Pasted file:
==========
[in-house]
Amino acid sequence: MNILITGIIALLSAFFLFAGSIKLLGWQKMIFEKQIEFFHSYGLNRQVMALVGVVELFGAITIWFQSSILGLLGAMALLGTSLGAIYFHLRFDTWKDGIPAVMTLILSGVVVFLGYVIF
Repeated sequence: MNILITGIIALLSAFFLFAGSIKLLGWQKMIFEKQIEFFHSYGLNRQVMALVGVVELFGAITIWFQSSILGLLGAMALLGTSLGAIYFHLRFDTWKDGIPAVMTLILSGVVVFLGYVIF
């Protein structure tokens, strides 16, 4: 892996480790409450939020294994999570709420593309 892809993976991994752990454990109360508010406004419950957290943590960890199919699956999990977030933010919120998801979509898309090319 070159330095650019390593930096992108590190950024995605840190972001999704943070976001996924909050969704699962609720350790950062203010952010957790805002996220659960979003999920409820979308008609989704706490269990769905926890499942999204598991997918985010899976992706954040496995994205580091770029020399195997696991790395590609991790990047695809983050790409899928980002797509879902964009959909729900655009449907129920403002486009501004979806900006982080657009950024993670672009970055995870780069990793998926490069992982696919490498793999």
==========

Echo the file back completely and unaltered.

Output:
[in-house]
Amino acid sequence: MNILITGIIALLSAFFLFAGSIKLLGWQKMIFEKQIEFFHSYGLNRQVMALVGVVELFGAITIWFQSSILGLLGAMALLGTSLGAIYFHLRFDTWKDGIPAVMTLILSGVVVFLGYVIF
Repeated sequence: MNILITGIIALLSAFFLFAGSIKLLGWQKMIFEKQIEFFHSYGLNRQVMALVGVVELFGAITIWFQSSILGLLGAMALLGTSLGAIYFHLRFDTWKDGIPAVMTLILSGVVVFLGYVIF
């Protein structure tokens, strides 16, 4: 892996480790409450939020294994999570709420593309 892809993976991994752990454990109360508010406004419950957290943590960890199919699956999990977030933010919120998801979509898309090319 070159330095650019390593930096992108590190950024995605840190972001999704943070976001996924909050969704699962609720350790950062203010952010957790805002996220659960979003999920409820979308008609989704706490269990769905926890499942999204598991997918985010899976992706954040496995994205580091770029020399195997696991790395590609991790990047695809983050790409899928980002797509879902964009959909729900655009449907129920403002486009501004979806900006982080657009950024993670672009970055995870780069990793998926490069992982696919490498793999």